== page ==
Barton’s original ban expired in late October 2018, well into a season. From Sky Sports:
The appeal board also agreed: “It was clear that Mr Barton was not involved in any cheating, he did not influence any games and there was nothing suspicious about his bets.
“(The reduction) reflects the overall seriousness of the breaches and also the mitigation of Mr Barton’s addiction.”
Barton’s remarkably controversial career has including several suspensions and imprisonment, but he always found his way back to the field and was very good when in form. After time at Manchester City and Newcastle United, Barton fended off naysayers with stints at QPR, Marseille, Burnley, and a regrettable move to Rangers.
Paul Arriola’s motor was constantly running as the United States men’s national team claimed its sixth Gold Cup title, and it could drive him all the way from Club Tijuana to Europe or a prime spot on an MLS roster.
Arriola is reportedly wanted by Real Salt Lake and clubs in both the Netherlands and Portugal, but the LA Galaxy has what Goal.com describes a “dubious homegrown player” claim on Arriola, who participated in a minimal of practices with the Galaxy when he was younger.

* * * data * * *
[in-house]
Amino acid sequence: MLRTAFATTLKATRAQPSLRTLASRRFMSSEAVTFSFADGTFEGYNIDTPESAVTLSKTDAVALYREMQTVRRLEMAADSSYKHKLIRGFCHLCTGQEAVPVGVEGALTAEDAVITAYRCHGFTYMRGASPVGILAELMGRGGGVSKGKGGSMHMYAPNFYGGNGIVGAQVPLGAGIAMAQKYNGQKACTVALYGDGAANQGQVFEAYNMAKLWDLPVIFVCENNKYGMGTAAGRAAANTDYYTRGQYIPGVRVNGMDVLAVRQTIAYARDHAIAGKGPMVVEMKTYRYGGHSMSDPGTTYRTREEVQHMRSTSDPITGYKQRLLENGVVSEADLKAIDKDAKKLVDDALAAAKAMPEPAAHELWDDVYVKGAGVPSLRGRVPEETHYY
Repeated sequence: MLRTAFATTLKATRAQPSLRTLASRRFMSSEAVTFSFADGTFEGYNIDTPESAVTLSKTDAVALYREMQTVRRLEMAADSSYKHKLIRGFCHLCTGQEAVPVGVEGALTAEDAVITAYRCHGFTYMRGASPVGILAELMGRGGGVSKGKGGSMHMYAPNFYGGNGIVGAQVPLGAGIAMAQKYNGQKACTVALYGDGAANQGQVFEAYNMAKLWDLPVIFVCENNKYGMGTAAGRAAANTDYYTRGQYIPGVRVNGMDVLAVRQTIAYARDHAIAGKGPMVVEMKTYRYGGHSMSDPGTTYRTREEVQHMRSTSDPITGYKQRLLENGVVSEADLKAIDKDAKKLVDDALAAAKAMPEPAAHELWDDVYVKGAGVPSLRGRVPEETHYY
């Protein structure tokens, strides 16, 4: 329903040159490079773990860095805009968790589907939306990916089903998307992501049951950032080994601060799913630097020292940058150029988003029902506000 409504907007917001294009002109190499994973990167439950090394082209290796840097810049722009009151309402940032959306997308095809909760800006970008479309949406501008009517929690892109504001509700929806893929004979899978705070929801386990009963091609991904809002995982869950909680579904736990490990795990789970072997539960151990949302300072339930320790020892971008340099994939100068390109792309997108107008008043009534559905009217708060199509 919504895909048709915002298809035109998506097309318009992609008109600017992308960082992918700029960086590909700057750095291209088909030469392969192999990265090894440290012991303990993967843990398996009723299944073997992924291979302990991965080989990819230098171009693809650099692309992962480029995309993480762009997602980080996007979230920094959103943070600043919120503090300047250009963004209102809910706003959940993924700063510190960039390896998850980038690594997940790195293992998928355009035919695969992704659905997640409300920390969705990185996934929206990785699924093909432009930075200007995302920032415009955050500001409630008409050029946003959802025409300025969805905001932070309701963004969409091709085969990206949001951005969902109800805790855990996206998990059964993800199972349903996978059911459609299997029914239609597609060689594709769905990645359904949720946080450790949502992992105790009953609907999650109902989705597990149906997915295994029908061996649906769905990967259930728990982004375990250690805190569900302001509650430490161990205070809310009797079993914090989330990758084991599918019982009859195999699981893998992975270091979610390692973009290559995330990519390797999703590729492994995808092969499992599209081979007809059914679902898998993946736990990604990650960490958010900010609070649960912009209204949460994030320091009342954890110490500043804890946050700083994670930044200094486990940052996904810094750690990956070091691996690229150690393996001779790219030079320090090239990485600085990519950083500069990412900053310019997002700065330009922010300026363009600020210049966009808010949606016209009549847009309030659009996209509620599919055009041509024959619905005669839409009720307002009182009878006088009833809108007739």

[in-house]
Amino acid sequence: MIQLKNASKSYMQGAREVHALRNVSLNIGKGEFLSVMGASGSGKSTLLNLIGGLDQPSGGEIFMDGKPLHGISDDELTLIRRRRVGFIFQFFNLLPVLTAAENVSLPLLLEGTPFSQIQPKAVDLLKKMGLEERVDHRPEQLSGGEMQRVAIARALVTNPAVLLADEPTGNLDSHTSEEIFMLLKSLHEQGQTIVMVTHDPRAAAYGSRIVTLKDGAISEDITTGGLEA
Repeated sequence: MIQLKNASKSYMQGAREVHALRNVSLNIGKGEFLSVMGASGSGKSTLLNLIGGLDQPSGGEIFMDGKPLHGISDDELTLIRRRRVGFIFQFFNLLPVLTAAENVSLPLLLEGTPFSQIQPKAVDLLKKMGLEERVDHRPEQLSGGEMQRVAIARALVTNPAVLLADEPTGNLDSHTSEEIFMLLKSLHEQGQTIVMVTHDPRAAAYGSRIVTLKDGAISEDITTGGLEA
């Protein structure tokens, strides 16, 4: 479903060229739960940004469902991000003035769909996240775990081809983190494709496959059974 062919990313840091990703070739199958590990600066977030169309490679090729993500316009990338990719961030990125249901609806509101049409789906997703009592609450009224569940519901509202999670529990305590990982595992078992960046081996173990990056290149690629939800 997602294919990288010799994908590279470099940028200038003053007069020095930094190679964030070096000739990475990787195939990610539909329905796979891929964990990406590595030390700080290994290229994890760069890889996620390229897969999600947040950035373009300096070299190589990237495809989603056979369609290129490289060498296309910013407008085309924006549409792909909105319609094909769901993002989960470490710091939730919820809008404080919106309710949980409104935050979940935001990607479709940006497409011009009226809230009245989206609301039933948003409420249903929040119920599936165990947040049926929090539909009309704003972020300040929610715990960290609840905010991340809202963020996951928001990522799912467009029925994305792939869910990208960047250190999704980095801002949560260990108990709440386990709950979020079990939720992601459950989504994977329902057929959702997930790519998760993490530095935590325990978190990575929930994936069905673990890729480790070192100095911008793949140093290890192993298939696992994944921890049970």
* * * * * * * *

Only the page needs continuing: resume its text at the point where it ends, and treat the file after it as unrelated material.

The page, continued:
As you’ll see below, there isn’t much “homegrown” about it and, to its critics, it ispeak MLS monopolized tomfoolery. Here’s how Goal describes it:
“He was already a U.S. youth national team player when he traveled the 120 miles from Chula Vista to take part in a handful of training sessions with the LA Galaxy academy and eventually the Galaxy first team.
“The Galaxy are believed to hold a homegrown player claim on Arriola, and would have the right of first refusal on making Arriola an offer if he comes to MLS. The Galaxy’s current salary-cap situation might not allow them to make a serious bid for Arriola.”
But… here’s how the Galaxy described his choosing to sign for TJ instead of a pro deal from LA in 2013:
Did Arriola spent significant time with LA, or is it possible the Galaxy might reap rewards from having an already established youth national teamer to practice when he was a kid? Whether you’re okay with that or not, consider that it encourages clubs to pilfer rights without actually registering or training the player.
Not to mention there is no guarantee that playing in the Netherlands or Portugal will be better for his development than MLS. Benfica or Ajax and potential action in European tournaments? Maybe. NAC Breda or Tondela? Maybe not.
Nevermind the quagmire that is American youth soccer clubs’ not earning money from transfer fees, the Arriola drama seems baseless. We don’t know the Galaxy will hold the player hostage, but they would actually be depriving MLS of a talent, as LA would theoretically get nothing should TJ sell him to a European club.
In any event, check out Arriola’s use chart from Tijuana and you’ll see why he’s valued by Bruce Arena as well as his suitors. He’s a Swiss Army Knife. Here’s hoping Tinseltown doesn’t stop him from a proper next step (assuming he’s ready to leave Liga MX).